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Q&A: Why Did the Puppies Die After My Dog's C-Section?

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Dr. Mark is a veterinarian. He has been working with dogs for more than 40 years.

Though the vast majority of canine c-sections are successful, sadly, that isn't always the case.

Though the vast majority of canine c-sections are successful, sadly, that isn't always the case.

Did My Vet Miss a Puppy During My Dog's C-Section?

"My English bulldog gave birth by c-section. The ultrasound showed 4 puppies. A different vet performed the c-section and said there were only 3 in there. One was born with an umbilical hernia that began bleeding. He was rushed to the ER vet and they said his intestines were coming through and he would likely not survive the surgery, so we had to put him down. The same night another puppy died mysteriously.

The remaining puppy is doing well now, but my dog, after birthing, has passed/expelled a lot of abnormal discharge. I didn’t know anything was abnormal until I examined and found puppy claws and fur in the discharge. It started approximately 3 weeks after the c-section. This continued with more pieces coming out each day. More claws and eventually the spine and ribs of a deceased puppy.

What happened? It’s obvious to me the vet left one inside. If it was stillborn and wasn’t removed, is this what would happen? Is it possible she just forgot one and it eventually died and decomposed?

My dog seems ok, she is eating, using the bathroom, normal temp, etc. I can’t help but think the vet was grossly negligent and possibly why we have had so many issues." —Aimee

Why Canine C-Sections Go Wrong

It is possible that your dog was in labor for too long before the puppies were removed by c-section, which would account for the death of the second puppy. In veterinary medicine, we do not have the same protocols for decision delivery interval (DDI) that are used in human medicine (1) and sometimes surgeries and anesthetic times are too long and some puppies do die.

Smaller Care Teams

I realize it is very hard to accept, but compare how much you paid for your own dog's c-section to what a woman pays when she goes into the hospital and has the same procedure done (often about $20,000 to $50,000). The lower cost means that there is not usually a team of obstetric nurses to take care of each puppy as they are born, nor is there an anesthesiologist for each surgery.

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Bicornate Uteri

As far as the discharge you described, it is hard for me to say for sure, but it is definitely possible that a puppy was left in the uterus when it was checked. I cannot be sure if both horns of the uterus were taken out of the body at the same time, but if not, the lost puppy may have slipped back into the other side while the veterinarian was opening up the other side. (2)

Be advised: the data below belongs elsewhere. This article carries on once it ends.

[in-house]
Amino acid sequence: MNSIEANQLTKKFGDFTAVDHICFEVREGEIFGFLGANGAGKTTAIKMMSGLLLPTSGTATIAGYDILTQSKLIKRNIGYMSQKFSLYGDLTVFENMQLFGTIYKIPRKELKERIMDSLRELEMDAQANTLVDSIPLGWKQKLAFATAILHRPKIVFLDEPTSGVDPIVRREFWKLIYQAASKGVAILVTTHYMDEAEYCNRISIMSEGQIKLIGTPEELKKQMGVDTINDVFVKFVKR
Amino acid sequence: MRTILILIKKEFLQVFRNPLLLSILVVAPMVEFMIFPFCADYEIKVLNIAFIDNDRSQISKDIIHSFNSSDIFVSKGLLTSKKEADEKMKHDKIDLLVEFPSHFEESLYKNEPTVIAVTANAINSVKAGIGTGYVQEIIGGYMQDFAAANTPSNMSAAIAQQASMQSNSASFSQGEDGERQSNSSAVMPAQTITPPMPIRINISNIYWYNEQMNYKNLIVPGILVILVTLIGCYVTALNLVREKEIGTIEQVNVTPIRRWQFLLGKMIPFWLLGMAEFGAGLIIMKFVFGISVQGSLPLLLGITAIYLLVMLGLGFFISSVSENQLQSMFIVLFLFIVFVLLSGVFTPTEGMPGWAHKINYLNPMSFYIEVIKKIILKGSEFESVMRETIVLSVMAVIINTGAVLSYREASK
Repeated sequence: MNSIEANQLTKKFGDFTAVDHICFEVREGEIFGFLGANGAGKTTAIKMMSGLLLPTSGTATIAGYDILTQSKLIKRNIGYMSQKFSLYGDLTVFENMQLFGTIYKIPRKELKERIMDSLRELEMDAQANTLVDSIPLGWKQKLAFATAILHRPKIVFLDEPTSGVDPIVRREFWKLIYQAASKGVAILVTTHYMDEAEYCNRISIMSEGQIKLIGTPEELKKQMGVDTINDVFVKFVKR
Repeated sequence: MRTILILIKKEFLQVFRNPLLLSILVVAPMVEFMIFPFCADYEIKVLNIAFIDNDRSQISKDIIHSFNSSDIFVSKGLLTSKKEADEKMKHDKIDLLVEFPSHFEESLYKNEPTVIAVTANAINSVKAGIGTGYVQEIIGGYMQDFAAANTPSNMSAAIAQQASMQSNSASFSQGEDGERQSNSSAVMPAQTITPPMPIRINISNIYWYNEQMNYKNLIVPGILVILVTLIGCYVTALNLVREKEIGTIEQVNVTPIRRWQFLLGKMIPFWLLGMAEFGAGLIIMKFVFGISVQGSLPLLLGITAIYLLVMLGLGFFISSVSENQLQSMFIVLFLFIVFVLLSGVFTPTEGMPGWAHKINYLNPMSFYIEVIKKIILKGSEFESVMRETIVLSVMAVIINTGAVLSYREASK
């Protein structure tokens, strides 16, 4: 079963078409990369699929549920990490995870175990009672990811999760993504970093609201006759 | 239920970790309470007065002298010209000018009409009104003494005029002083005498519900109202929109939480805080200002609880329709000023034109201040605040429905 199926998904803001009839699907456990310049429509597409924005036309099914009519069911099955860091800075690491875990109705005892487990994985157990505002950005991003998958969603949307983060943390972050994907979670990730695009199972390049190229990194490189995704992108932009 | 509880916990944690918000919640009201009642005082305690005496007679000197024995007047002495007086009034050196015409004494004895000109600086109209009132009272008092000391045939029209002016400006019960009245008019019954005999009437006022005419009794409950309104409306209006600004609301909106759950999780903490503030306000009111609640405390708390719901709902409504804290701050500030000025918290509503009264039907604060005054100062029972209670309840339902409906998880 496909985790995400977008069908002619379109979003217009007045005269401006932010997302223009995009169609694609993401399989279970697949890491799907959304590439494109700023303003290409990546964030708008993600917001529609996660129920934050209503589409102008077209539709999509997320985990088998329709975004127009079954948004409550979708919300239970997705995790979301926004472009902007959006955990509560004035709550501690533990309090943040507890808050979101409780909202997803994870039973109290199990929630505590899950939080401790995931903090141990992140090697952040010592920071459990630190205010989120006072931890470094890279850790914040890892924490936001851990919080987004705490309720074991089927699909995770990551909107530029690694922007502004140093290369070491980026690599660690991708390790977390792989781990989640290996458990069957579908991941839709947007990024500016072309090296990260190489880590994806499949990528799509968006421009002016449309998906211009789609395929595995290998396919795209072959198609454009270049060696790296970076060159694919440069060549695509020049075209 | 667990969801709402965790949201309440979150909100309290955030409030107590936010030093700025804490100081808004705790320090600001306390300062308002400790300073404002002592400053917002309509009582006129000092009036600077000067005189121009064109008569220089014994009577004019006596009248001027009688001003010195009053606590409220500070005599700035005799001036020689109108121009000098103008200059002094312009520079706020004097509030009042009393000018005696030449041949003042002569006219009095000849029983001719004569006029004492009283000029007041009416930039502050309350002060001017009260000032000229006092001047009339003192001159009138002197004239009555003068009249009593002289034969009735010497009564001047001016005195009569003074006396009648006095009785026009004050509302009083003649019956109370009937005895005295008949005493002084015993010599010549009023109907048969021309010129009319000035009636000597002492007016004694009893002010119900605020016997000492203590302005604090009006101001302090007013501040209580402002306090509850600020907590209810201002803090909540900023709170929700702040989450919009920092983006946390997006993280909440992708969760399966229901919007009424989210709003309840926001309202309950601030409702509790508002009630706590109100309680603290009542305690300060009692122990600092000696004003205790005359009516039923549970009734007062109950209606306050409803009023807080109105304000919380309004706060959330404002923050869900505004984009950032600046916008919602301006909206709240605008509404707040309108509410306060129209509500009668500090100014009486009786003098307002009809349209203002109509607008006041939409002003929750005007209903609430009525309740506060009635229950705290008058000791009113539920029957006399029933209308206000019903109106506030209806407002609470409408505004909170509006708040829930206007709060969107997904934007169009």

It is also possible that the puppy was small and lodged lower down in the uterus and was not found during the surgery, but there are no statistics available on how long it would take for the fetus to break up and pass.

Fetal Mummification

Sometimes, the fetus will mummify and remain inside the dog, possibly causing the female to become infertile later on. (3) If your dog has passed the fetus, the prognosis is much better than it would be otherwise, but she may still require antibiotics to help clean out the uterus.

Tips for Moving Forward

If your dog is a valuable breeding animal, it would be a good idea to have an ultrasound done of her uterus and find out if there is still anything left inside her that might impact future pregnancies. Contact the veterinarian that performed the surgery and tell her of your concerns. (If you do not want to see her, go to a different clinic but have the exam and all tests documented.)

Even if your dog seems okay, she may have a latent infection and might need antibiotics to clear up an infection in the uterus. If the cervix is still open, the veterinarian might choose to give a hormone that will cause the uterus to contract and expel anything left inside.

I am glad to hear she is still eating but am sad to hear about the outcome of the surgery and the loss of the puppies.


  1. Proctor-Brown, L. A., Cheong, S. H., & Diel de Amorim, M. (2019).
  2. Jasny, M. (2022). Visiting Vet: A rough start to the new year. The Martha's Vineyard Times.
  3. Lefebvre R. C. (2015). Fetal mummification in the major domestic species: current perspectives on causes and management. Veterinary medicine (Auckland, N.Z.), 6, 233–244.

This article is not meant to substitute for diagnosis, prognosis, treatment, prescription, or formal and individualized advice from your veterinarian. Animals exhibiting signs and symptoms of distress should be seen by a veterinarian immediately.

© 2022 Dr Mark

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